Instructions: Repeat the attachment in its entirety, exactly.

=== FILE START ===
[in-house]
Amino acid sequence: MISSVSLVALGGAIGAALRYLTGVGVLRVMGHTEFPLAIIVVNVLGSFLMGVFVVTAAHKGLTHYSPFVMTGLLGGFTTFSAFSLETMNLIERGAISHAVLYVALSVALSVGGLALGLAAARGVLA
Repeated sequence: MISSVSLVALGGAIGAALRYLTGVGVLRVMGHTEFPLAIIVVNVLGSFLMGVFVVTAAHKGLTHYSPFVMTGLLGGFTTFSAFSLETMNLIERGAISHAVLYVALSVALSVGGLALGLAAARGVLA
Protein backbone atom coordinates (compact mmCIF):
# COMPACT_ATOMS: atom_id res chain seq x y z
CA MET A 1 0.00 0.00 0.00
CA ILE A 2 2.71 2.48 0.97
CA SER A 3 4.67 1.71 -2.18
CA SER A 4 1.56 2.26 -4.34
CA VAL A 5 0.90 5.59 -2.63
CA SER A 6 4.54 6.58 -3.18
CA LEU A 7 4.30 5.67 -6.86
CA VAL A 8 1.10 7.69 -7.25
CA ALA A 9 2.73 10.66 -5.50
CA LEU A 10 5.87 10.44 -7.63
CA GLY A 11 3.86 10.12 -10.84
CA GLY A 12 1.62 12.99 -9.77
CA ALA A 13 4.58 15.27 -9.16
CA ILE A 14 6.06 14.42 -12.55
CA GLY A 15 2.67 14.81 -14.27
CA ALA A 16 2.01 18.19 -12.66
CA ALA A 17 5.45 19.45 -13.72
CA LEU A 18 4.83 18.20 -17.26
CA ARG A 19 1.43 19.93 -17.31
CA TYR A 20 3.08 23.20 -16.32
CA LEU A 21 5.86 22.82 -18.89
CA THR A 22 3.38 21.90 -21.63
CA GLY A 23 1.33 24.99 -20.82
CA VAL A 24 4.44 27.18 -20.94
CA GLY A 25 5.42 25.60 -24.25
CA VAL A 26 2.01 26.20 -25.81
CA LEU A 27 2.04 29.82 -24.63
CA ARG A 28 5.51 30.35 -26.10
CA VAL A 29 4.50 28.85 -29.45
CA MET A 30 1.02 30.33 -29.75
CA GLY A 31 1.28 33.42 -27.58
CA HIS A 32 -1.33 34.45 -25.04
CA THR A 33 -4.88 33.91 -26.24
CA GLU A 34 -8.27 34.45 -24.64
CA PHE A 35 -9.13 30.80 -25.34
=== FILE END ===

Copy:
[in-house]
Amino acid sequence: MISSVSLVALGGAIGAALRYLTGVGVLRVMGHTEFPLAIIVVNVLGSFLMGVFVVTAAHKGLTHYSPFVMTGLLGGFTTFSAFSLETMNLIERGAISHAVLYVALSVALSVGGLALGLAAARGVLA
Repeated sequence: MISSVSLVALGGAIGAALRYLTGVGVLRVMGHTEFPLAIIVVNVLGSFLMGVFVVTAAHKGLTHYSPFVMTGLLGGFTTFSAFSLETMNLIERGAISHAVLYVALSVALSVGGLALGLAAARGVLA
Protein backbone atom coordinates (compact mmCIF):
# COMPACT_ATOMS: atom_id res chain seq x y z
CA MET A 1 0.00 0.00 0.00
CA ILE A 2 2.71 2.48 0.97
CA SER A 3 4.67 1.71 -2.18
CA SER A 4 1.56 2.26 -4.34
CA VAL A 5 0.90 5.59 -2.63
CA SER A 6 4.54 6.58 -3.18
CA LEU A 7 4.30 5.67 -6.86
CA VAL A 8 1.10 7.69 -7.25
CA ALA A 9 2.73 10.66 -5.50
CA LEU A 10 5.87 10.44 -7.63
CA GLY A 11 3.86 10.12 -10.84
CA GLY A 12 1.62 12.99 -9.77
CA ALA A 13 4.58 15.27 -9.16
CA ILE A 14 6.06 14.42 -12.55
CA GLY A 15 2.67 14.81 -14.27
CA ALA A 16 2.01 18.19 -12.66
CA ALA A 17 5.45 19.45 -13.72
CA LEU A 18 4.83 18.20 -17.26
CA ARG A 19 1.43 19.93 -17.31
CA TYR A 20 3.08 23.20 -16.32
CA LEU A 21 5.86 22.82 -18.89
CA THR A 22 3.38 21.90 -21.63
CA GLY A 23 1.33 24.99 -20.82
CA VAL A 24 4.44 27.18 -20.94
CA GLY A 25 5.42 25.60 -24.25
CA VAL A 26 2.01 26.20 -25.81
CA LEU A 27 2.04 29.82 -24.63
CA ARG A 28 5.51 30.35 -26.10
CA VAL A 29 4.50 28.85 -29.45
CA MET A 30 1.02 30.33 -29.75
CA GLY A 31 1.28 33.42 -27.58
CA HIS A 32 -1.33 34.45 -25.04
CA THR A 33 -4.88 33.91 -26.24
CA GLU A 34 -8.27 34.45 -24.64
CA PHE A 35 -9.13 30.80 -25.34